We root for the underdog at first.
Until the underdog becomes the new incumbent.
Then we start scrutinising the incumbent in fear, worrying they would start doing things that are harmful to us individually and collectively as a society.
Along the way to dominance, most would suspect the organisation of engaging in foul play. Things that are less than respectable, and sometimes outright illegal. But everything is just happening so fast, regulators are unable to keep up.
And who can blame others for thinking that? Business wars are not easily won, and dirty tactics that produce results without being noticed will embolden businesses to continue using them in their fight against one another.
At some point, the incumbent, under intense scrutiny, breaks. Then, all scrolls containing dirty tactics are burnt, and an apologetic face inevitably emerges. For how long, we can never really tell. Whether the apology is genuine is seemingly unimportant - though it really should be. Businesses are run by humans, for humans. And humans tend to seek the truth.
Two things happened today.
First, the ride-sharing, food-delivering, mobile-wallet-providing company Grab has effectively bought over Uber’s businesses in Southeast Asia. It’s an unprecedented triumph for technology entrepreneurship in the region, but that same lack of precedence puts us in a precarious position. How will this newly minted incumbent behave henceforth?
I don’t know, but I’ll be watching closely.
Then, I discovered the inquiry into Facebook’s Cambridge Analytica scandal by the Singapore government.
This is an inquiry into an incumbent that has been amassing power and wealth for a decade, all of which flow from one ultimate source - user data.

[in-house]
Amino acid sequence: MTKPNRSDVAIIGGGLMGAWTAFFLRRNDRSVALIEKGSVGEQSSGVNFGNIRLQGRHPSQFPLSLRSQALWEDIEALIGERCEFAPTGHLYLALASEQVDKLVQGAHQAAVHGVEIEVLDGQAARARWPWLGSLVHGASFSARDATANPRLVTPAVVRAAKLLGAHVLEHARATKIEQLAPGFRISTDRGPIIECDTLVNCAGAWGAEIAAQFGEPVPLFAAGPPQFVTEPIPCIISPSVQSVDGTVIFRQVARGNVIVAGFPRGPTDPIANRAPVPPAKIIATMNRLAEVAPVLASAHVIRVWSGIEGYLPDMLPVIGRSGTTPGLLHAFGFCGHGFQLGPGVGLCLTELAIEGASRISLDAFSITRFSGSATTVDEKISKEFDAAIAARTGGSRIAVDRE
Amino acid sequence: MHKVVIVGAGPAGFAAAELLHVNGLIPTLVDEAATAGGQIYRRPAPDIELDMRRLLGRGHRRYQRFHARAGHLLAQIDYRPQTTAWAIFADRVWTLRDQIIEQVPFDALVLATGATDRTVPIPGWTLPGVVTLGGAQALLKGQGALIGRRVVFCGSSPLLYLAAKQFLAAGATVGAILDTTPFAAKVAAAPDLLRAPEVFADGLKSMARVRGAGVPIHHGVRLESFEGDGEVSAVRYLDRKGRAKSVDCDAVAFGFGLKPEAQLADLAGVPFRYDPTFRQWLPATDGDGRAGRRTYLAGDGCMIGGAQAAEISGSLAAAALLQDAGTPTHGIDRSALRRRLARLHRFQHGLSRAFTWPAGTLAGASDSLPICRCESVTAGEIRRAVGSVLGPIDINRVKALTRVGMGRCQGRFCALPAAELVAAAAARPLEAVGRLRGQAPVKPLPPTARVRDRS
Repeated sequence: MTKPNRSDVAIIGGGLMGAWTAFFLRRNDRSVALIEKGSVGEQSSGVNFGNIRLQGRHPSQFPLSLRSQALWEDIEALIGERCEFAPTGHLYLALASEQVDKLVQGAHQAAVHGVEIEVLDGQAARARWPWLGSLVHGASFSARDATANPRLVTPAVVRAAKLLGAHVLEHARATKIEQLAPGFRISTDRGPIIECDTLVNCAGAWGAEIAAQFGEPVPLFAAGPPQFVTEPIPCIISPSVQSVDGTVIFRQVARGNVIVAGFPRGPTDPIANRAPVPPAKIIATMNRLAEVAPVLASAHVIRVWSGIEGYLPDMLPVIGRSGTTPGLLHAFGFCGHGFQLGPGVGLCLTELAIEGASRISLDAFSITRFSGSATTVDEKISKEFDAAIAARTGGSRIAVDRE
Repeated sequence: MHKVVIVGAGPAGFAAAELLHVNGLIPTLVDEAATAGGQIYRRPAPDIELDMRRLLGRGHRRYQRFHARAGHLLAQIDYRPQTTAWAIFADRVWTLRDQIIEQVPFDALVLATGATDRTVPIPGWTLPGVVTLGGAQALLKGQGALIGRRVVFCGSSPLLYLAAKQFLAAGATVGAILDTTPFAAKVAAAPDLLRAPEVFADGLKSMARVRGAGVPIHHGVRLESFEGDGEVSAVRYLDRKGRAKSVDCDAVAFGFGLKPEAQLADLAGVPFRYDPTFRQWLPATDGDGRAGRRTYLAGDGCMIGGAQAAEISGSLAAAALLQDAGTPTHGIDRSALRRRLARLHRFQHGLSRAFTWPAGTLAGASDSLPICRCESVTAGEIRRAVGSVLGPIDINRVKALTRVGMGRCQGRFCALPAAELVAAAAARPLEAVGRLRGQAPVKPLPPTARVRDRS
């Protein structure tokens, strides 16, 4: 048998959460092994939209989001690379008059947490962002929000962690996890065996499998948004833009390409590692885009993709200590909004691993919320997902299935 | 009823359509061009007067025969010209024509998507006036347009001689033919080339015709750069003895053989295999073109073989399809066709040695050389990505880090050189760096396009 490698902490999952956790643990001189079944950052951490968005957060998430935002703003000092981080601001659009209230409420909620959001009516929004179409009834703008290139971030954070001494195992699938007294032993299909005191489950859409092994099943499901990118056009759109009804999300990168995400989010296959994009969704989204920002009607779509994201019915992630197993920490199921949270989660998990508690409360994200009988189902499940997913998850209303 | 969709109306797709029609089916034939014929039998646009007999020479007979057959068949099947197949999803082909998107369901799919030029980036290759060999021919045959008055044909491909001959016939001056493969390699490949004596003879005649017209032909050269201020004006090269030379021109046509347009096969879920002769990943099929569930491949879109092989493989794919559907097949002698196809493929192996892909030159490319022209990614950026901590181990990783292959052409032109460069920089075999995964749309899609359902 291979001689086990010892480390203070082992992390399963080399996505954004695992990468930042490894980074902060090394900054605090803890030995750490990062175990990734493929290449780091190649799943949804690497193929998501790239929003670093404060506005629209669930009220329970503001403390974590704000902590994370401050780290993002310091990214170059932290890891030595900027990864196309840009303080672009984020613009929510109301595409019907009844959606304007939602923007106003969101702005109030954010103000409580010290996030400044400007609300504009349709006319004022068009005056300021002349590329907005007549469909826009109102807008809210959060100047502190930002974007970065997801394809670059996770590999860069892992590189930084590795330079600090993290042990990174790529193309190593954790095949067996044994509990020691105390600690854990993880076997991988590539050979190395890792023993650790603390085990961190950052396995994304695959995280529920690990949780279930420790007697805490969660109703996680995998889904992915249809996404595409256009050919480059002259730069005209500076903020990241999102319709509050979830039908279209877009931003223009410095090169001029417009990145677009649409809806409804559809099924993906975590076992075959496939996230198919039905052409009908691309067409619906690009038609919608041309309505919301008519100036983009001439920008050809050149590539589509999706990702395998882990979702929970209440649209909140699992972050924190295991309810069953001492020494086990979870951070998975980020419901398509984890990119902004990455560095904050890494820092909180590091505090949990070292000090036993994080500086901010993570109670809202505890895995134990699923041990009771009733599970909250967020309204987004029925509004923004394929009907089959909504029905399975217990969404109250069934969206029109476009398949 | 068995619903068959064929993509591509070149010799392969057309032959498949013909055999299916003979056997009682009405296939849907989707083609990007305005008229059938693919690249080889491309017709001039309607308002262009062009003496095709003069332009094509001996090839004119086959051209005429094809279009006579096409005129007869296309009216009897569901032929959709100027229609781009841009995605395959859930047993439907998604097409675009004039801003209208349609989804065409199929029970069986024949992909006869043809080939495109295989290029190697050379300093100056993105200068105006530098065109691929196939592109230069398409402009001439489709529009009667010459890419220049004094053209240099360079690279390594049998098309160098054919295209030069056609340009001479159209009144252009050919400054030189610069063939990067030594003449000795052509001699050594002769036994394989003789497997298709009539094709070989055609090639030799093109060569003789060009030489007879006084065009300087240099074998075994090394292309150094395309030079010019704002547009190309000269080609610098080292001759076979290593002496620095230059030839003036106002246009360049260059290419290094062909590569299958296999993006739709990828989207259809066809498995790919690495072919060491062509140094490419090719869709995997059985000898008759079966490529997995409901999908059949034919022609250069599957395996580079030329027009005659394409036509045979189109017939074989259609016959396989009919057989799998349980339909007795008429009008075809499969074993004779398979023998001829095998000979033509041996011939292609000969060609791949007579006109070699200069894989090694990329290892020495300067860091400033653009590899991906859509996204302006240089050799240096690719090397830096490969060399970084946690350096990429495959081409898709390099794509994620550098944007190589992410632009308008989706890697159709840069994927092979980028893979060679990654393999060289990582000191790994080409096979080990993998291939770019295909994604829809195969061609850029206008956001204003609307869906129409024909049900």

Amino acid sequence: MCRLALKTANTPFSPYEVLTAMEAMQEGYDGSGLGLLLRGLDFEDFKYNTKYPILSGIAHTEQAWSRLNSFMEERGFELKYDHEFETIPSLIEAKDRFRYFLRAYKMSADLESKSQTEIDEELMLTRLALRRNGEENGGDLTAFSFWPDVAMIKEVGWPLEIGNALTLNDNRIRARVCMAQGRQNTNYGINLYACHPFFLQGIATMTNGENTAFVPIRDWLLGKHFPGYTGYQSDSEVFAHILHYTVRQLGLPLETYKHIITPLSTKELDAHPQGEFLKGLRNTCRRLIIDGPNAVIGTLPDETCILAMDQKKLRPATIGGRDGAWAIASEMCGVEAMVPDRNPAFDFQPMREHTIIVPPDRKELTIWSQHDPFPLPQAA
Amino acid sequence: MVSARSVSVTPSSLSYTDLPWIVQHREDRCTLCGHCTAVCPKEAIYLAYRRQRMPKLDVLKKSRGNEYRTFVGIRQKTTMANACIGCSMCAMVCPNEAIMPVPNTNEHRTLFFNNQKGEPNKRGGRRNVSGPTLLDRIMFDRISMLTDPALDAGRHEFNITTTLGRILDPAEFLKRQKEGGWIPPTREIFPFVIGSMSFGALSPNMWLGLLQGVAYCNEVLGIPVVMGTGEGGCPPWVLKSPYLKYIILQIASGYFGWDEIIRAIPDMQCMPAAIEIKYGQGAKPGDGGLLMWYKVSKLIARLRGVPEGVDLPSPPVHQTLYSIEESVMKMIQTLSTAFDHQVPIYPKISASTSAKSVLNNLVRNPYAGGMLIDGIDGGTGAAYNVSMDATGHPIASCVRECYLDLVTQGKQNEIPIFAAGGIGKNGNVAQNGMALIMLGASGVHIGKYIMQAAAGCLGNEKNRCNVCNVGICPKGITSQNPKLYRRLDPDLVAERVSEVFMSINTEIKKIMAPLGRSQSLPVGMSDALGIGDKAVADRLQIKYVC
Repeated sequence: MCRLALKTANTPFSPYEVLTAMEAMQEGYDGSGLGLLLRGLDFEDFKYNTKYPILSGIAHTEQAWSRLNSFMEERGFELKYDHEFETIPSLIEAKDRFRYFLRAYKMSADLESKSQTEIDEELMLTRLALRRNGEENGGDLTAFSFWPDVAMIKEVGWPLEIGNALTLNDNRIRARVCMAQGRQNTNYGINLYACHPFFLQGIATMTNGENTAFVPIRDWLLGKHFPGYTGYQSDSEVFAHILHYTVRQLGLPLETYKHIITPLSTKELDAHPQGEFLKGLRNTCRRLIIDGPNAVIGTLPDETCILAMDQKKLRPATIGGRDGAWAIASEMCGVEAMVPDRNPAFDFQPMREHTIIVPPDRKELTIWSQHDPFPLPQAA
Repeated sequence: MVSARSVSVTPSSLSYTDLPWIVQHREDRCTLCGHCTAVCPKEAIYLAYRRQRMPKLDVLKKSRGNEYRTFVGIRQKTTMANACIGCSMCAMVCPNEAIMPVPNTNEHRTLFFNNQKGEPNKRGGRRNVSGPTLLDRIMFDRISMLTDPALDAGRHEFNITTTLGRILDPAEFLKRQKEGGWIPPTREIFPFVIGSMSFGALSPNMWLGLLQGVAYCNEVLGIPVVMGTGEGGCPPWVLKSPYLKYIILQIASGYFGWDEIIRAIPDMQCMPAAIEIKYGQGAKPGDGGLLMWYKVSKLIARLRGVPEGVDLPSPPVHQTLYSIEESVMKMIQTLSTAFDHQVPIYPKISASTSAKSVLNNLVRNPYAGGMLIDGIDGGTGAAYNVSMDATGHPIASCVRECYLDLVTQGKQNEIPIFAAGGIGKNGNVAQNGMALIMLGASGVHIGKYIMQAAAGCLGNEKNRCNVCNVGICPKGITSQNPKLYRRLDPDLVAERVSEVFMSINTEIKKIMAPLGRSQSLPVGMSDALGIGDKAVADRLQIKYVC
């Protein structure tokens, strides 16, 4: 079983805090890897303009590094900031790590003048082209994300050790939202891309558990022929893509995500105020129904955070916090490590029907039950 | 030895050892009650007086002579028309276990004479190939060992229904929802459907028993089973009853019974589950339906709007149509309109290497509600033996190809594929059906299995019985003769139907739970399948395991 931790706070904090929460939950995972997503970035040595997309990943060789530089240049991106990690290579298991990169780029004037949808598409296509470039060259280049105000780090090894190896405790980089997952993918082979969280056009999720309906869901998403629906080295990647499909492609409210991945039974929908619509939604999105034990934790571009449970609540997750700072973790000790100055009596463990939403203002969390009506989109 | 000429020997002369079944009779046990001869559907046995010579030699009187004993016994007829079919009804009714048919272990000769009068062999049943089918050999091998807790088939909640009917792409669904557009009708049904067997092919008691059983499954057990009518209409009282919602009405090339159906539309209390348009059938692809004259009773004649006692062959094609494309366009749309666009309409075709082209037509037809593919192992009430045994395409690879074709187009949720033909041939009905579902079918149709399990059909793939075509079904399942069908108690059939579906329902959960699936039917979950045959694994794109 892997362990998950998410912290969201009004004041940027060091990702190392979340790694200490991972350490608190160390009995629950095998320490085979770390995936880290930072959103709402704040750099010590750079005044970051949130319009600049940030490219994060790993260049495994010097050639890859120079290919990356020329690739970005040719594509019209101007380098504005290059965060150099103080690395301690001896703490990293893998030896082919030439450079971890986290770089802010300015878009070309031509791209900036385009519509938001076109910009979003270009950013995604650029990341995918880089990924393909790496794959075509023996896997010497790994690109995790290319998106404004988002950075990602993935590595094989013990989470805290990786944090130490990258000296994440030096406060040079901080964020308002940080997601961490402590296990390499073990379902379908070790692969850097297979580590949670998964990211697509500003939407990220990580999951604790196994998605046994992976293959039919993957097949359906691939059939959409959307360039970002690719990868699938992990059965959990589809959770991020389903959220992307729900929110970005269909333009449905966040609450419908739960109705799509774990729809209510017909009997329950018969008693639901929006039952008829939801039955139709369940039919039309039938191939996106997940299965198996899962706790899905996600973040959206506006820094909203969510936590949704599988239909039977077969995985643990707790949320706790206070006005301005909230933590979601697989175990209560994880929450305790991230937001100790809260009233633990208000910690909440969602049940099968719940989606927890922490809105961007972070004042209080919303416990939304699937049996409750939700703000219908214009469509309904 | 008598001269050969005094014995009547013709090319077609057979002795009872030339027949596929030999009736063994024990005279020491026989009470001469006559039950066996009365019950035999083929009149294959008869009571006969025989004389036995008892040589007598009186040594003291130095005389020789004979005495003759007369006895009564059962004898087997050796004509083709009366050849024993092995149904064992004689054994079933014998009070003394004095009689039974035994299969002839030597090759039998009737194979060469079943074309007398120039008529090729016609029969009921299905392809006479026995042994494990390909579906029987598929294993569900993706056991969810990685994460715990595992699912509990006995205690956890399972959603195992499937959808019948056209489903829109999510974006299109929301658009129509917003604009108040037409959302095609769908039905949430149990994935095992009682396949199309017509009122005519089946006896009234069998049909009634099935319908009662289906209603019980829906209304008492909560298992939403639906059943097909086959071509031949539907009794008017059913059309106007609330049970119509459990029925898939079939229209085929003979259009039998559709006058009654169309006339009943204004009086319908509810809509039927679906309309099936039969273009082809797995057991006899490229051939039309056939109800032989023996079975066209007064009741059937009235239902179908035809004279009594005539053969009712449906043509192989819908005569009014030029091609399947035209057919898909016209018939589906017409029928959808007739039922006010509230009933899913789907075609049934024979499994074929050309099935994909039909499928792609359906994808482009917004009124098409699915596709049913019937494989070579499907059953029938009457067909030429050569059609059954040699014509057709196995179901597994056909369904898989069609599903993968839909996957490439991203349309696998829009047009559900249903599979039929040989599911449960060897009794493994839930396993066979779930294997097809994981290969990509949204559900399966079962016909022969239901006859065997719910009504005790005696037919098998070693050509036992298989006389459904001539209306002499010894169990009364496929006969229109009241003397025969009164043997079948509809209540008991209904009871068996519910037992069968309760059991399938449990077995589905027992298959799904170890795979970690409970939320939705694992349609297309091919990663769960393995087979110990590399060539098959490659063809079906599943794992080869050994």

As an individual Facebook user, I’m not frightened by how much Facebook knows about me.
But as a member of society, I’m mortified by Facebook’s ability to influence people’s minds, shape culture, and move the needle significantly in the democratic process.
I’m not accusing Facebook of wilfully influencing the outcome of elections or perpetuating false information. I don’t think they’ve done that willfully.
I’m reflecting on the state of affairs we’re in as a society in Singapore and collectively, as humanity.
We fear what we don’t know, and who can say that they know what will happen when one corporation holds (important) data points on virtually every person on this planet that participates in the global economy?
I’m usually averse to the news. I think it’s 99 percent noise and 1 percent potentially relevant. But as a pragmatic idealist and someone working in technology, I think this is something that needs our attention.
Here is a clip of the full inquiry of Facebook that happened in my home city, Singapore. I have to say, I’m thankful for the strong overwatch we have in this country.